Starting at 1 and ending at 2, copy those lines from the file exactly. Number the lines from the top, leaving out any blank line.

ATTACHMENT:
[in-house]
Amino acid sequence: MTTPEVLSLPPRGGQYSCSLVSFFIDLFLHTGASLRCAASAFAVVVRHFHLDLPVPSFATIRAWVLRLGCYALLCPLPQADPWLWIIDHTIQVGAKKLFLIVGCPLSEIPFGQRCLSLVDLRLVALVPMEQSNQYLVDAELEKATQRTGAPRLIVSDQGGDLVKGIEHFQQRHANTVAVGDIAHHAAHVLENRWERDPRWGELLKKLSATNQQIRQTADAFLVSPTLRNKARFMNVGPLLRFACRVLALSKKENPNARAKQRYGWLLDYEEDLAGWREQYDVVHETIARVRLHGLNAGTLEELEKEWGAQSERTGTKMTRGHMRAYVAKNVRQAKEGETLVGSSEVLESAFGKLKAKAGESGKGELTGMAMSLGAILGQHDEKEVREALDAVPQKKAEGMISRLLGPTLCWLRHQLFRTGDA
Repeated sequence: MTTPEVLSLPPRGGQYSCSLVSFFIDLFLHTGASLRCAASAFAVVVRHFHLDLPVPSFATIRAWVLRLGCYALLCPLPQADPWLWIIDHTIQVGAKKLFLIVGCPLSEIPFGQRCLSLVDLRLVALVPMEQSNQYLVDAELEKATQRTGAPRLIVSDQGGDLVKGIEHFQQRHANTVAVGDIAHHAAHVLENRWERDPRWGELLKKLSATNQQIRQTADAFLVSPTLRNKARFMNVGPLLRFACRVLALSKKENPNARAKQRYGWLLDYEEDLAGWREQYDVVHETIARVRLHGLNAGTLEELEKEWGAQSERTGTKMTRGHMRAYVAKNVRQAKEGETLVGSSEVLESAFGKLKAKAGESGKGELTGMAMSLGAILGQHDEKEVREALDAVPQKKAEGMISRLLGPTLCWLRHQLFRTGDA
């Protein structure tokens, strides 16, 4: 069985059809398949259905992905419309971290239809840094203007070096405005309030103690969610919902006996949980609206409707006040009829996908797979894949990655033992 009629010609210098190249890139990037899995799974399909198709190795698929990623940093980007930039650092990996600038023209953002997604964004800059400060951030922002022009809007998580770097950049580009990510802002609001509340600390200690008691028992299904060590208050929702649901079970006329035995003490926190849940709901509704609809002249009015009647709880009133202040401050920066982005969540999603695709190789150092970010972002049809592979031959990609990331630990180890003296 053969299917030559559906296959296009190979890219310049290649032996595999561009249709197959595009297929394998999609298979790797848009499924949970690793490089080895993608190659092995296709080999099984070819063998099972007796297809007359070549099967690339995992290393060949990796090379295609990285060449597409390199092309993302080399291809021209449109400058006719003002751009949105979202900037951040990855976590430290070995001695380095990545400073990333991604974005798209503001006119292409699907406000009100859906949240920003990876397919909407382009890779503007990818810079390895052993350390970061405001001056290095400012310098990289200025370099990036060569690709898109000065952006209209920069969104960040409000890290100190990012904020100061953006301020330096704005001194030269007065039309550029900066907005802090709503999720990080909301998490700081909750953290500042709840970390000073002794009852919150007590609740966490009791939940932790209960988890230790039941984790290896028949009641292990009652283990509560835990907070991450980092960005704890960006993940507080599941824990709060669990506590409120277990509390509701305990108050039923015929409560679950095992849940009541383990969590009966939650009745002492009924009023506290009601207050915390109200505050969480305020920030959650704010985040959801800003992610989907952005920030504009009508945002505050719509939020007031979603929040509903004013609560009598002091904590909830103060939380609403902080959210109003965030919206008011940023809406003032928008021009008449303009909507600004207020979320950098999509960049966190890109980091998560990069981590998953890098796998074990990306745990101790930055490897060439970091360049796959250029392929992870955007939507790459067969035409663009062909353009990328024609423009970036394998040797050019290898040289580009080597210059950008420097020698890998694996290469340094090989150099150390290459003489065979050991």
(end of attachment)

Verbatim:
[in-house]
Amino acid sequence: MTTPEVLSLPPRGGQYSCSLVSFFIDLFLHTGASLRCAASAFAVVVRHFHLDLPVPSFATIRAWVLRLGCYALLCPLPQADPWLWIIDHTIQVGAKKLFLIVGCPLSEIPFGQRCLSLVDLRLVALVPMEQSNQYLVDAELEKATQRTGAPRLIVSDQGGDLVKGIEHFQQRHANTVAVGDIAHHAAHVLENRWERDPRWGELLKKLSATNQQIRQTADAFLVSPTLRNKARFMNVGPLLRFACRVLALSKKENPNARAKQRYGWLLDYEEDLAGWREQYDVVHETIARVRLHGLNAGTLEELEKEWGAQSERTGTKMTRGHMRAYVAKNVRQAKEGETLVGSSEVLESAFGKLKAKAGESGKGELTGMAMSLGAILGQHDEKEVREALDAVPQKKAEGMISRLLGPTLCWLRHQLFRTGDA